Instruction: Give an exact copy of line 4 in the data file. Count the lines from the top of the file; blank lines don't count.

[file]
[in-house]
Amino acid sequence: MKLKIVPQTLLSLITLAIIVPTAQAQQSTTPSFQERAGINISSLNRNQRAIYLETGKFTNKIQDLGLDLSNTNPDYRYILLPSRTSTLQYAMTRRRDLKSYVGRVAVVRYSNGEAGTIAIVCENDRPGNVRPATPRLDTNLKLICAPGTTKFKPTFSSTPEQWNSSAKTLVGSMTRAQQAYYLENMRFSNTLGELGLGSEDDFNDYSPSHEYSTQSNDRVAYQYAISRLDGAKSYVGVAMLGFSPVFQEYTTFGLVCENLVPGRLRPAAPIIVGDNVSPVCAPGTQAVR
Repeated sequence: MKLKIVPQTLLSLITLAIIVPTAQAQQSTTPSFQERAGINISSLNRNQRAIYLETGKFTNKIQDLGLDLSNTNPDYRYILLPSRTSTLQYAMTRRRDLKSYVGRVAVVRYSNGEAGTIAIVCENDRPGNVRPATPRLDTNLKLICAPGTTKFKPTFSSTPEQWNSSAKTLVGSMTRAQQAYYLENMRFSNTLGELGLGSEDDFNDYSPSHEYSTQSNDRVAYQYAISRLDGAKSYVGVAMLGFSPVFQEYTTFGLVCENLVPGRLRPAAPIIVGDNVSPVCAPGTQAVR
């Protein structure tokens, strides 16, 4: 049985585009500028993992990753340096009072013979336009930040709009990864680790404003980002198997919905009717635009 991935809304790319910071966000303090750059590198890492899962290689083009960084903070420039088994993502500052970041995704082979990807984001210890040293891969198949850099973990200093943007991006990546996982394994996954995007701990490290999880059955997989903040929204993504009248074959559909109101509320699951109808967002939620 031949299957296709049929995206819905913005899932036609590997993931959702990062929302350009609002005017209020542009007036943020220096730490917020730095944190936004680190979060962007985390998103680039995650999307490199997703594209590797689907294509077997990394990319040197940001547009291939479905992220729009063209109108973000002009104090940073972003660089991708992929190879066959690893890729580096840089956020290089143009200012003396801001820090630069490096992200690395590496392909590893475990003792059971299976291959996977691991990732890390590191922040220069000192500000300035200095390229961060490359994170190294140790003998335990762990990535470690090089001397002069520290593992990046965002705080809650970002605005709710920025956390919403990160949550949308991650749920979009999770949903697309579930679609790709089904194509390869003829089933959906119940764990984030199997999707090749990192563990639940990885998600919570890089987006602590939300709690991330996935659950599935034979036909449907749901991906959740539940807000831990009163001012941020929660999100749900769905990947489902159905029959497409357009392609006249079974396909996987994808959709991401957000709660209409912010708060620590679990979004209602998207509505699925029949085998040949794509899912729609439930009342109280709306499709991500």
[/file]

């Protein structure tokens, strides 16, 4: 049985585009500028993992990753340096009072013979336009930040709009990864680790404003980002198997919905009717635009 991935809304790319910071966000303090750059590198890492899962290689083009960084903070420039088994993502500052970041995704082979990807984001210890040293891969198949850099973990200093943007991006990546996982394994996954995007701990490290999880059955997989903040929204993504009248074959559909109101509320699951109808967002939620 031949299957296709049929995206819905913005899932036609590997993931959702990062929302350009609002005017209020542009007036943020220096730490917020730095944190936004680190979060962007985390998103680039995650999307490199997703594209590797689907294509077997990394990319040197940001547009291939479905992220729009063209109108973000002009104090940073972003660089991708992929190879066959690893890729580096840089956020290089143009200012003396801001820090630069490096992200690395590496392909590893475990003792059971299976291959996977691991990732890390590191922040220069000192500000300035200095390229961060490359994170190294140790003998335990762990990535470690090089001397002069520290593992990046965002705080809650970002605005709710920025956390919403990160949550949308991650749920979009999770949903697309579930679609790709089904194509390869003829089933959906119940764990984030199997999707090749990192563990639940990885998600919570890089987006602590939300709690991330996935659950599935034979036909449907749901991906959740539940807000831990009163001012941020929660999100749900769905990947489902159905029959497409357009392609006249079974396909996987994808959709991401957000709660209409912010708060620590679990979004209602998207509505699925029949085998040949794509899912729609439930009342109280709306499709991500």